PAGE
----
Late in 2018, the gravitational wave observatory, LIGO, announced that they had detected the most distant and massive source of ripples of spacetime ever monitored: waves triggered by pairs of black holes colliding in deep space.
Only since 2015 have we been able to observe these invisible astronomical bodies, which can be detected only by their gravitational attraction. The history of our hunt for these enigmatic objects traces back to the 18th century, but the crucial phase took place in a suitably dark period of human history – World War II.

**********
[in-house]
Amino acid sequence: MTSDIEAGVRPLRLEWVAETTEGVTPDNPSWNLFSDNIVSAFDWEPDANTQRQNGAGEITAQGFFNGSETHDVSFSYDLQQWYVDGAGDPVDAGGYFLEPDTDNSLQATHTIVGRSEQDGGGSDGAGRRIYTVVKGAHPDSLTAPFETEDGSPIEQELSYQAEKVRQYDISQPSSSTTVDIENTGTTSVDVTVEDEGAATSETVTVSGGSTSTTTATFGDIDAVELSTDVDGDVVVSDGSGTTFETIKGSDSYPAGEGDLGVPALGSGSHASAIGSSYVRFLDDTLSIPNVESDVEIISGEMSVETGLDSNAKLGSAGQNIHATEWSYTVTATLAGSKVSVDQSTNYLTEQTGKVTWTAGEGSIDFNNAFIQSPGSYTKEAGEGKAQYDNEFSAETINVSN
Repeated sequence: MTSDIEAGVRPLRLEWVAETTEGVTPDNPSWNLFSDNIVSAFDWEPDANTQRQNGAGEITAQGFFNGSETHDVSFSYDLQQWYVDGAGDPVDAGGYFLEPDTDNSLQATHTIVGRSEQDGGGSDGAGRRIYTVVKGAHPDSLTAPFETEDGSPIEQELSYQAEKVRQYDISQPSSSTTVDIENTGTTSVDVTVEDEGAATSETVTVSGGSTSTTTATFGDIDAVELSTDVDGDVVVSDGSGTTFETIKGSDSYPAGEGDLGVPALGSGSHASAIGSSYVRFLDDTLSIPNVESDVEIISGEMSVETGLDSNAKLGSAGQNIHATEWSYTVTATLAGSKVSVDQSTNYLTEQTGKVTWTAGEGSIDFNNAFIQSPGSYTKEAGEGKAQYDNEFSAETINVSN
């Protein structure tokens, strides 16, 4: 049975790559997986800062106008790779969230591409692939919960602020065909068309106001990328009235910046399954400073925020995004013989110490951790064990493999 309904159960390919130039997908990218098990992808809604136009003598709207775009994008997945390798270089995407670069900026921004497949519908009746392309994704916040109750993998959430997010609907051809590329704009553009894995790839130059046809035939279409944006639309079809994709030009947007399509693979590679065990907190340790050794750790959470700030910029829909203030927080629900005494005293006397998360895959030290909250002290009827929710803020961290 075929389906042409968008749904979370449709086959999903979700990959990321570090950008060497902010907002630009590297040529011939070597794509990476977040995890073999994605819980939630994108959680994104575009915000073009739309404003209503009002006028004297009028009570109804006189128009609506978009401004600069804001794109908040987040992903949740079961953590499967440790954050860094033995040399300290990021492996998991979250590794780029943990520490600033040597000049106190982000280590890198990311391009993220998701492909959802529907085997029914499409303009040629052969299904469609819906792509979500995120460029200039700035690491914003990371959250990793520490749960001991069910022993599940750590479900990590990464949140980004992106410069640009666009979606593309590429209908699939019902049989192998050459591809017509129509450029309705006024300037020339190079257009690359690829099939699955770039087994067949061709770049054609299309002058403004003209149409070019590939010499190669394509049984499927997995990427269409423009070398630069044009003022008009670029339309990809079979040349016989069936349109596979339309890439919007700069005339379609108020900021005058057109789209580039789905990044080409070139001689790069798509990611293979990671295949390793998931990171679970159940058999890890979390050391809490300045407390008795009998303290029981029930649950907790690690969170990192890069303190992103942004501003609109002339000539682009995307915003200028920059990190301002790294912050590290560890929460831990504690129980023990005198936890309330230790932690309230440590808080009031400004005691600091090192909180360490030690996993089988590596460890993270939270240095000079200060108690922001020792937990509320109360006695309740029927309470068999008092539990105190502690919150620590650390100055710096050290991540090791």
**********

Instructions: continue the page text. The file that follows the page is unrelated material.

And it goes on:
The concept of a body that would trap light, thereby becoming invisible to the rest of the universe, had first been considered by the natural philosophers John Michell and later Pierre-Simon Laplace in the 18th century. They used Newton’s gravitational laws to calculate the escape velocity of a light particle from a body, predicting the existence of stars so dense that light could not escape from them. Michell called them “dark stars”.
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